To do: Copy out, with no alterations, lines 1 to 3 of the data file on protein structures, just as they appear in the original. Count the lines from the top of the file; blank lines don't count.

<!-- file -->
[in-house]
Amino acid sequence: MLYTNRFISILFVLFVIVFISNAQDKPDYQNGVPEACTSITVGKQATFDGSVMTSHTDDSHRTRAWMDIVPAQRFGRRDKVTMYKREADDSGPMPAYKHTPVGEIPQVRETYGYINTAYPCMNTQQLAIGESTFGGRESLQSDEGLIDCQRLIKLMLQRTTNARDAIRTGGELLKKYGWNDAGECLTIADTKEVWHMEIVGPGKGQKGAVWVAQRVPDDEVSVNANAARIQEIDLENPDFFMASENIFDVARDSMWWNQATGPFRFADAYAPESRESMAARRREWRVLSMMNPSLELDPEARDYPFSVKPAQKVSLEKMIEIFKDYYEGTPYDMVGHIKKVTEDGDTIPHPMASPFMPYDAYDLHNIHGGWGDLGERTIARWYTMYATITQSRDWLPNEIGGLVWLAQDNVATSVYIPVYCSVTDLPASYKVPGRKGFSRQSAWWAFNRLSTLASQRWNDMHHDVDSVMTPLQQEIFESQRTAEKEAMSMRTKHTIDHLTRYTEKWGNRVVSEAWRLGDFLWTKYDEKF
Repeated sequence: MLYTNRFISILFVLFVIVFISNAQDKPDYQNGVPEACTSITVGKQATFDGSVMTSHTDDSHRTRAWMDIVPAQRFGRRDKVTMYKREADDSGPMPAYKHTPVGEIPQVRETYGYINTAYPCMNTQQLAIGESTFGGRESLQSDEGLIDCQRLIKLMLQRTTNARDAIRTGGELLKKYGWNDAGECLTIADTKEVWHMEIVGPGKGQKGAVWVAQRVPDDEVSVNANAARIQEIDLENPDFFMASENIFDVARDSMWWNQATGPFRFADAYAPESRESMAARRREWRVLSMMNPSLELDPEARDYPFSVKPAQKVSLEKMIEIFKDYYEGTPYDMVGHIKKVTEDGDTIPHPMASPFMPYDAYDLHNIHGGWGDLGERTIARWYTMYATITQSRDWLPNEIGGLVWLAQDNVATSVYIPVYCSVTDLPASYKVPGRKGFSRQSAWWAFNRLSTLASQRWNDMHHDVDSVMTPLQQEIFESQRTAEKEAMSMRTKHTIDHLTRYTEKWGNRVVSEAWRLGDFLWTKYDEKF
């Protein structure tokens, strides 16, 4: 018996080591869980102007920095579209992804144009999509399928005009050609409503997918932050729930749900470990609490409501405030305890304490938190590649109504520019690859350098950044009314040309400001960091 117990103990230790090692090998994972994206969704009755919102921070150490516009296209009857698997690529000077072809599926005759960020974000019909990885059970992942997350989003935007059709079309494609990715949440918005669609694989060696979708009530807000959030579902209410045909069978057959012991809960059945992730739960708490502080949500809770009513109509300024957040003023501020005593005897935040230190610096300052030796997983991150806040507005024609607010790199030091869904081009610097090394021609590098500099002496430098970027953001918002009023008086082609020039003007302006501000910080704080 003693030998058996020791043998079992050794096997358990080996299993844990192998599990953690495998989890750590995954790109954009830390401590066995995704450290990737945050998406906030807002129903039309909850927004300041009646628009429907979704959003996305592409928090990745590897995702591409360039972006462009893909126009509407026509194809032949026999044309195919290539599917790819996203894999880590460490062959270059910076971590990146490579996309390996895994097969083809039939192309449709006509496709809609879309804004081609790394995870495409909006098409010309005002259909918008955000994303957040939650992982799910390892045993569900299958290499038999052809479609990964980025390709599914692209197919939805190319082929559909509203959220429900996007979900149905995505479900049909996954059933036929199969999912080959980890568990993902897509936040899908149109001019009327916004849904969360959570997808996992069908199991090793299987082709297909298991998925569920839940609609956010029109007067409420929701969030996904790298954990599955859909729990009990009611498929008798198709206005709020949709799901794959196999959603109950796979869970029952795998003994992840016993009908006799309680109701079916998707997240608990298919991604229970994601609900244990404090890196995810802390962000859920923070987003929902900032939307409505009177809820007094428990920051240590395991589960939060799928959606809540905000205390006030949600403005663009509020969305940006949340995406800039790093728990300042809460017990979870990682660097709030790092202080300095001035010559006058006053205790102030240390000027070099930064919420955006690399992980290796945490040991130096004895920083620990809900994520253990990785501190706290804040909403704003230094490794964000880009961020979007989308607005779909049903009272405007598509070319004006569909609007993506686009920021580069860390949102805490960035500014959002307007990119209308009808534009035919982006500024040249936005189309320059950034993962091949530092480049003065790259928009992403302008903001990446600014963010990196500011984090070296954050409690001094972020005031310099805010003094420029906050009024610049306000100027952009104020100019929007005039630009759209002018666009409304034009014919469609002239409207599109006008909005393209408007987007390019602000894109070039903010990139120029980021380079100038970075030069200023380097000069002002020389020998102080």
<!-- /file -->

[in-house]
Amino acid sequence: MLYTNRFISILFVLFVIVFISNAQDKPDYQNGVPEACTSITVGKQATFDGSVMTSHTDDSHRTRAWMDIVPAQRFGRRDKVTMYKREADDSGPMPAYKHTPVGEIPQVRETYGYINTAYPCMNTQQLAIGESTFGGRESLQSDEGLIDCQRLIKLMLQRTTNARDAIRTGGELLKKYGWNDAGECLTIADTKEVWHMEIVGPGKGQKGAVWVAQRVPDDEVSVNANAARIQEIDLENPDFFMASENIFDVARDSMWWNQATGPFRFADAYAPESRESMAARRREWRVLSMMNPSLELDPEARDYPFSVKPAQKVSLEKMIEIFKDYYEGTPYDMVGHIKKVTEDGDTIPHPMASPFMPYDAYDLHNIHGGWGDLGERTIARWYTMYATITQSRDWLPNEIGGLVWLAQDNVATSVYIPVYCSVTDLPASYKVPGRKGFSRQSAWWAFNRLSTLASQRWNDMHHDVDSVMTPLQQEIFESQRTAEKEAMSMRTKHTIDHLTRYTEKWGNRVVSEAWRLGDFLWTKYDEKF
Repeated sequence: MLYTNRFISILFVLFVIVFISNAQDKPDYQNGVPEACTSITVGKQATFDGSVMTSHTDDSHRTRAWMDIVPAQRFGRRDKVTMYKREADDSGPMPAYKHTPVGEIPQVRETYGYINTAYPCMNTQQLAIGESTFGGRESLQSDEGLIDCQRLIKLMLQRTTNARDAIRTGGELLKKYGWNDAGECLTIADTKEVWHMEIVGPGKGQKGAVWVAQRVPDDEVSVNANAARIQEIDLENPDFFMASENIFDVARDSMWWNQATGPFRFADAYAPESRESMAARRREWRVLSMMNPSLELDPEARDYPFSVKPAQKVSLEKMIEIFKDYYEGTPYDMVGHIKKVTEDGDTIPHPMASPFMPYDAYDLHNIHGGWGDLGERTIARWYTMYATITQSRDWLPNEIGGLVWLAQDNVATSVYIPVYCSVTDLPASYKVPGRKGFSRQSAWWAFNRLSTLASQRWNDMHHDVDSVMTPLQQEIFESQRTAEKEAMSMRTKHTIDHLTRYTEKWGNRVVSEAWRLGDFLWTKYDEKF